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How Raphael Warnock Played the Georgia GOP
A retrospective on the Walker Campaign
“I’m not that smart….(Warnock) is smart and wears these nice suits. So, he is going to show up and embarrass me at the debate on October 14th, and I’m just waiting to show up and I will do my best.”
-Herschel Walker to a group of reporters, Savannah, Georgia, September 19, 2022
I often think about this quote. Out of the many, many, many things to come out of this year’s senate election, it may even be the one thing I think about the most. I recognize that I am in the minority here. For many, I’d imagine that the most memorable moment was the October 4th Daily Beast article, where Walker, who calls himself pro-life, was revealed to have urged for and paid for his girlfriend’s abortion in 2009. For others, it may be the events that immediately followed that article, where Walker’s son, right-wing influencer Christian Walker, called his father a liar and accused him of attempted familicide. Of course, it could also be the moment in his singular debate with Warnock where he flashed what appeared to be a Fisher-Price toy police badge on stage. Or it could be his many statements on the campaign trail, which included his longing to be a werewolf, a tangent where he described air as sentient, or his oft-repeated story about a sexually frustrated bull.
All of these moments hold a special place in my heart. But when viewed within a complete picture of the race, I think that Walker’s quote on September 19th is still the most revealing. This is not just because of the novelty of hearing a candidate outright describe himself as dumb. It is because, unlike all of the scandals and crises that emanated from the flawed candidate himself, that moment represents the failures that occurred at the core of his campaign structure. Going into the future, I believe that this is the most valuable thing to focus on. Herschel’s scandals are irrelevant now. He is gone: he’ll never run for office in Georgia again. But the professional Republicans who managed his run will still be around. It’s worth understanding how they, too, failed in this race. And they failed massively.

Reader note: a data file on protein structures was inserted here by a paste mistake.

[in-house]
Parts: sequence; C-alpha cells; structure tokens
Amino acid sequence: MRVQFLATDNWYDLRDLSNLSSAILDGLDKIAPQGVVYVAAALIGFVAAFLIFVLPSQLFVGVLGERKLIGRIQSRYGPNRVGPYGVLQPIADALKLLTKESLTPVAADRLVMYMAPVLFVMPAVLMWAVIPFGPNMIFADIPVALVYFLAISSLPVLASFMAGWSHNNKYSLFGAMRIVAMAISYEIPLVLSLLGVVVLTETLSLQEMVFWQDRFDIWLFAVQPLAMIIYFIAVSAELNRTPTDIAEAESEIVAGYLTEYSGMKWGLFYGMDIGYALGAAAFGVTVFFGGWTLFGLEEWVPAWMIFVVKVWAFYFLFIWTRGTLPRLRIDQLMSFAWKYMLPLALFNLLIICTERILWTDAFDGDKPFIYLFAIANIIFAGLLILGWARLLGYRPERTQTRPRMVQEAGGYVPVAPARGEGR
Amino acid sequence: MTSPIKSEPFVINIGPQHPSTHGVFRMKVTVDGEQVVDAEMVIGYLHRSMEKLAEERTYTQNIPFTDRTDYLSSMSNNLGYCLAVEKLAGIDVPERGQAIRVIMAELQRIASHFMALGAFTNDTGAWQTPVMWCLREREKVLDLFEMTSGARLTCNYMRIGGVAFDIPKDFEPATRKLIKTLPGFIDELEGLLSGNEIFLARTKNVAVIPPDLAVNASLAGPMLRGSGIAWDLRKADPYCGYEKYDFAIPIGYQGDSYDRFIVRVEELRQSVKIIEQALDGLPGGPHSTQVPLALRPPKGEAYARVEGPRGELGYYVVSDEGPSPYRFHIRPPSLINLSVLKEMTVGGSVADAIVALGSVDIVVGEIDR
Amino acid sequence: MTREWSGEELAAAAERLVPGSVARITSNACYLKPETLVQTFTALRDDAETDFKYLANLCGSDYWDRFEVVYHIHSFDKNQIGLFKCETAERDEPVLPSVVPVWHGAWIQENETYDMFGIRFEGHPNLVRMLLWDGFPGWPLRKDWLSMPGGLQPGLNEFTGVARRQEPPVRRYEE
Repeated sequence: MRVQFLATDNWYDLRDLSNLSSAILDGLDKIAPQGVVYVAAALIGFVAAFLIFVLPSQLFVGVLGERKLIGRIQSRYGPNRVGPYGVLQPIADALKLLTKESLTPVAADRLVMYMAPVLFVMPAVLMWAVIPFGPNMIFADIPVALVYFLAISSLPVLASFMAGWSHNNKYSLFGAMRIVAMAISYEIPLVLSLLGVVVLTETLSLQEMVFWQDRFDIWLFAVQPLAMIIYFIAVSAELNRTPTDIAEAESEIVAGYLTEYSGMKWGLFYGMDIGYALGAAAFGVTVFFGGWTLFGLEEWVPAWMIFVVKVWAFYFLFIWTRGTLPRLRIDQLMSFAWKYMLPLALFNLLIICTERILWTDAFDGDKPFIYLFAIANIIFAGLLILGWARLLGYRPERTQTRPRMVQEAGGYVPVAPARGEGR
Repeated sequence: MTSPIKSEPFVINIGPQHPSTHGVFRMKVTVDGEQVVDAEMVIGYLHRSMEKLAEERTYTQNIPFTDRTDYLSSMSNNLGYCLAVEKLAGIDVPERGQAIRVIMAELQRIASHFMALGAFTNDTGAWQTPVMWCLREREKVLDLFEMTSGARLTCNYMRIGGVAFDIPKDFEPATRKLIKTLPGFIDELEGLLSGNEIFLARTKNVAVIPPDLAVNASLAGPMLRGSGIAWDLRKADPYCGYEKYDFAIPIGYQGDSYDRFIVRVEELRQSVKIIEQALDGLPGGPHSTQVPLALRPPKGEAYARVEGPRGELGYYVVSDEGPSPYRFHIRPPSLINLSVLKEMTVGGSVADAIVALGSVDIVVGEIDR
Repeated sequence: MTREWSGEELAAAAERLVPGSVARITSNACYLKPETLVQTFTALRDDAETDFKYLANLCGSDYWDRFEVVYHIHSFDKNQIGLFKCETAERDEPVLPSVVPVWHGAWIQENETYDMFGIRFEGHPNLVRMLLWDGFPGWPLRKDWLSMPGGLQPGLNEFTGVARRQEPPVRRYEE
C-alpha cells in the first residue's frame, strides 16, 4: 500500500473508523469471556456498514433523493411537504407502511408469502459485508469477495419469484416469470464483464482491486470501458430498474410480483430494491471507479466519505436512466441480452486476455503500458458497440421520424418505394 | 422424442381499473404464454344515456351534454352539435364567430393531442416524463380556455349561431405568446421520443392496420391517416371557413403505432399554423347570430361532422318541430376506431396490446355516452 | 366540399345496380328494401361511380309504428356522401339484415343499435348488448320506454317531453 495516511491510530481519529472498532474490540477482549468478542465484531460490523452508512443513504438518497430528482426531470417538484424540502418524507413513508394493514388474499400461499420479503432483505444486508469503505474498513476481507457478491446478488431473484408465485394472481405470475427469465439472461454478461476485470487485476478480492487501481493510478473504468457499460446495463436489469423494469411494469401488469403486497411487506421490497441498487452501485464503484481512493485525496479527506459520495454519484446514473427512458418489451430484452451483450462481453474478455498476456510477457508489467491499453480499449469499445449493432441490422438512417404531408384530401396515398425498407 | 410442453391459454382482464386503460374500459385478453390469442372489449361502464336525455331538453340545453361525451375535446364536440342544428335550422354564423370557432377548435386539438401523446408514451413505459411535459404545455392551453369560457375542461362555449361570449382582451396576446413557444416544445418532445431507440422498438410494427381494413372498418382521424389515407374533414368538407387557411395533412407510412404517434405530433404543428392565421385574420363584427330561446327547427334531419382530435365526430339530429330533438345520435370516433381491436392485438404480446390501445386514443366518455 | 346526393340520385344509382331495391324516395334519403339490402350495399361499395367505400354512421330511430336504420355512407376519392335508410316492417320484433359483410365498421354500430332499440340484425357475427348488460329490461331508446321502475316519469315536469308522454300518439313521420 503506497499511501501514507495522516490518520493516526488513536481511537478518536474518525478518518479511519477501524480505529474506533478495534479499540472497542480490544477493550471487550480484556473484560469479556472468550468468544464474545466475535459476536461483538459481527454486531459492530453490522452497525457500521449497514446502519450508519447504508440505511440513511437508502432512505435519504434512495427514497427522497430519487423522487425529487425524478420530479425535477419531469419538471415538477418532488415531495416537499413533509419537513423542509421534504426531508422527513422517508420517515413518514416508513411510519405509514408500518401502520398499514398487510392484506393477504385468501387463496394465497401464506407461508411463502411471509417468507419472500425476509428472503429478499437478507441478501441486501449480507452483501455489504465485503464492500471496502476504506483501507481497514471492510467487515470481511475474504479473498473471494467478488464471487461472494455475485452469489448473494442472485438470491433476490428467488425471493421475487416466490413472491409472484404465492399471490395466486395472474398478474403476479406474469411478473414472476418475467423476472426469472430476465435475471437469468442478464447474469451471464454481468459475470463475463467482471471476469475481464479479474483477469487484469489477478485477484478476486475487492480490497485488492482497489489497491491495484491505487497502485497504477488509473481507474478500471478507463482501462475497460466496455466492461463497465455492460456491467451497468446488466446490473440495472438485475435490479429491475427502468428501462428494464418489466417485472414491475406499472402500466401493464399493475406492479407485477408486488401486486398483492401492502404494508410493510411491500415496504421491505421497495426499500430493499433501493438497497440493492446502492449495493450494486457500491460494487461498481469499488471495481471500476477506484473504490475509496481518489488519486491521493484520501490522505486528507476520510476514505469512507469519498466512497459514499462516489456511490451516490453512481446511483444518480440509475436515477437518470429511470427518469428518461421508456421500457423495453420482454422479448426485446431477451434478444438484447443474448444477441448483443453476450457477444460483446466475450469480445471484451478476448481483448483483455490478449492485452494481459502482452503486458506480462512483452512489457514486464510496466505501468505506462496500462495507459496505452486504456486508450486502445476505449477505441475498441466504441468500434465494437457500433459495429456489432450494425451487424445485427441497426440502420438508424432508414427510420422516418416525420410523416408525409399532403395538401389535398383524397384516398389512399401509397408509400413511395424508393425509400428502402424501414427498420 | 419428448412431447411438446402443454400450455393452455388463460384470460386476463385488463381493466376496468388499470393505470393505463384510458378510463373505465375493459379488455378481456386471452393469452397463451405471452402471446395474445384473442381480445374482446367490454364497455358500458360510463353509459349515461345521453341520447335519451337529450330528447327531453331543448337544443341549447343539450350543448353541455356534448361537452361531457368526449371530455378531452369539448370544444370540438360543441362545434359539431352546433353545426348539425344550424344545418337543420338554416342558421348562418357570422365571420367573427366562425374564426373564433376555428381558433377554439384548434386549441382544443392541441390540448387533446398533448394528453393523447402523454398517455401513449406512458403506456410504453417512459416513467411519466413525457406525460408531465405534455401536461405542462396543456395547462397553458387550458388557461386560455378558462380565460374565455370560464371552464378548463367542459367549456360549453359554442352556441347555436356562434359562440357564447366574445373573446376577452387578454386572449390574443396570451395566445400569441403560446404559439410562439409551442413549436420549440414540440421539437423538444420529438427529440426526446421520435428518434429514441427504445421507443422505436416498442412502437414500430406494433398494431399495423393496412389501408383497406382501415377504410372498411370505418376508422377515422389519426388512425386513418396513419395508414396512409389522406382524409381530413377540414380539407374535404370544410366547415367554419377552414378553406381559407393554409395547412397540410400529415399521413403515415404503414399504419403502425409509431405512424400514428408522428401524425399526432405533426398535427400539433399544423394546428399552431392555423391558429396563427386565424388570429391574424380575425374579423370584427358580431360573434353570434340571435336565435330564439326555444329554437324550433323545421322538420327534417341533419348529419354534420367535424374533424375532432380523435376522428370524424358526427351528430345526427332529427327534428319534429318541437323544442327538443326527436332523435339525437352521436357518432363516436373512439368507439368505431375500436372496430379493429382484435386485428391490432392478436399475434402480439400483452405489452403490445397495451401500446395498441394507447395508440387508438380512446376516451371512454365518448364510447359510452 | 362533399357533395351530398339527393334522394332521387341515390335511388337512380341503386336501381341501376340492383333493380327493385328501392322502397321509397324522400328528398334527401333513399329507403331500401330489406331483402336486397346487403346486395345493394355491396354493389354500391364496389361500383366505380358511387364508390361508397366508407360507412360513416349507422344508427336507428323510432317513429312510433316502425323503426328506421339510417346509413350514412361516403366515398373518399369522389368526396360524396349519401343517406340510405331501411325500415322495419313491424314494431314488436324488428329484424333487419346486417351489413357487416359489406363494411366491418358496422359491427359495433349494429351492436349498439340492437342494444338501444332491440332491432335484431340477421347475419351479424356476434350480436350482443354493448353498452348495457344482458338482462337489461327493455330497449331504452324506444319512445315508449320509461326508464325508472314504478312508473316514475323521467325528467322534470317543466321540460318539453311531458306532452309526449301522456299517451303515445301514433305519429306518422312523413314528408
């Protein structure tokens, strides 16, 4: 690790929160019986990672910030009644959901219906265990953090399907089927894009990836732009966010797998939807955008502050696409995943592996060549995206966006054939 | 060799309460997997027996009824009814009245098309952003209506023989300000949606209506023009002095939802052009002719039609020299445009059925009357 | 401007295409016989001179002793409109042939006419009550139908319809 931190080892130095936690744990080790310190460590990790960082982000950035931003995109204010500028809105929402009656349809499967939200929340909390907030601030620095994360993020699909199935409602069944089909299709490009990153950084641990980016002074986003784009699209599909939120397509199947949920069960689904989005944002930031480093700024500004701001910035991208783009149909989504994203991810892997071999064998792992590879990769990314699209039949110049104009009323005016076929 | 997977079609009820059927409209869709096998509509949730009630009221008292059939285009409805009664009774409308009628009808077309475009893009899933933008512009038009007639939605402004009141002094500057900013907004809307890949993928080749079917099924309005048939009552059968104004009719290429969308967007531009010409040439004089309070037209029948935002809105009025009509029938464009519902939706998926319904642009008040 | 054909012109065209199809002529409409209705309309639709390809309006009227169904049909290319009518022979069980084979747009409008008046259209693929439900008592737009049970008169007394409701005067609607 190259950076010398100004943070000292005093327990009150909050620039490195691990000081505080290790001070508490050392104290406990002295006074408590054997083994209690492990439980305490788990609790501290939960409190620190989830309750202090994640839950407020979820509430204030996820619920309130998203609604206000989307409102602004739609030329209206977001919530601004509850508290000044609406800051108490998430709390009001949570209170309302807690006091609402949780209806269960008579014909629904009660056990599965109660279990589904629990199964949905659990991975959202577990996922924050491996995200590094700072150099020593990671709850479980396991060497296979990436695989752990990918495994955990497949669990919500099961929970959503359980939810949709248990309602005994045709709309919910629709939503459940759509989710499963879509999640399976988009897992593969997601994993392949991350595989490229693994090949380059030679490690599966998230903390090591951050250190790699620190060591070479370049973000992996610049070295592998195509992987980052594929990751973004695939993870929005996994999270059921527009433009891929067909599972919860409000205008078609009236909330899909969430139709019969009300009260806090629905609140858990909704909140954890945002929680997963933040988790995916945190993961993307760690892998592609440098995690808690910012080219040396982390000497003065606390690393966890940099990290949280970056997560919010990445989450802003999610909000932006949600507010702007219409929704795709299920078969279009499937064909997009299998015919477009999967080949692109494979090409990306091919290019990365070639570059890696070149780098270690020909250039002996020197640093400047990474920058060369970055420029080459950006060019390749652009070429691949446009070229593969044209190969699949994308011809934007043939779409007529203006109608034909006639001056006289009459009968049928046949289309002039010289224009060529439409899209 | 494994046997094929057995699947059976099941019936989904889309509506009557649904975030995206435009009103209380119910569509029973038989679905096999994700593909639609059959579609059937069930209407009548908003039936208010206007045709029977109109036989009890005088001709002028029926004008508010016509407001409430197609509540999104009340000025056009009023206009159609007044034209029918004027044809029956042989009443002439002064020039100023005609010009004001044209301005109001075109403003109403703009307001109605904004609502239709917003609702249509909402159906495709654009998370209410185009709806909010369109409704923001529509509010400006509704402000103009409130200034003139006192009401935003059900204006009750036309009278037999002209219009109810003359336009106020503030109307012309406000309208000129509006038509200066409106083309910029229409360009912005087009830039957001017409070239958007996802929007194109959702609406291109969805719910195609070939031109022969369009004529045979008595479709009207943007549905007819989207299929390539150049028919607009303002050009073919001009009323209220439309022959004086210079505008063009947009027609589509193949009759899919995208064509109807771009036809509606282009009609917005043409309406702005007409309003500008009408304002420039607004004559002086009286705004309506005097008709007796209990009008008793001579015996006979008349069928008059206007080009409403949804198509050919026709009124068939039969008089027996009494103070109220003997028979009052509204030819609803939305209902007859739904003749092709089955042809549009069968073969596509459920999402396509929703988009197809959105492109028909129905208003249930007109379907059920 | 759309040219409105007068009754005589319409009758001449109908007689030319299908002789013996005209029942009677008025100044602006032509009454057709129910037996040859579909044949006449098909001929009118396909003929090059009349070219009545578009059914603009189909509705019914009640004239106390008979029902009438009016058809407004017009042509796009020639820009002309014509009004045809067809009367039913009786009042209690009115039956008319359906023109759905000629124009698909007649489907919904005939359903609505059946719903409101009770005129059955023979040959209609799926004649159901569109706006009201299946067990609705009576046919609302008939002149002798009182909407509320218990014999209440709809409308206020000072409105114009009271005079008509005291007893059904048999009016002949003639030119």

From the outset, the Walker campaign faced intense contradictions about the very nature of the race they were in. In their favor was that, perhaps more than any other state with a Democratic incumbent senator, Georgia seemed primed to flip back towards Republicans. It had only barely voted for Democrats two years prior while Trump was in office: now, the president was both Democratic and deeply unpopular. Brian Kemp, at the top of the Republican ticket, held a massive lead over his opponent. Everything was in the making for a banner year for state Republicans, which, all else being equal, would entail a comfortable pickup of Georgia’s senate seat.
Working against the Walker campaign was that their candidate was Herschel Walker.
The moment after the primaries ended, Warnock’s campaign and his outside allies engaged in a two-step messaging strategy. It had two principal aims: keep the Senator’s favorable ratings as high as possible, and drive Walker’s favorable as low as possible. On their part, Warnock’s campaign made predominantly positive ads that followed a simple theme: they featured the Senator himself, usually in a rural part of the state, talking about almost completely apolitical topics while often empathizing his collaboration with Republicans. Outside Democratic groups, meanwhile, aired constant, brutal, and personal attacks on Walker, digging up every old and new scandal, lie and crime the candidate had ever been involved with, said or committed and broadcasting them across the airwaves.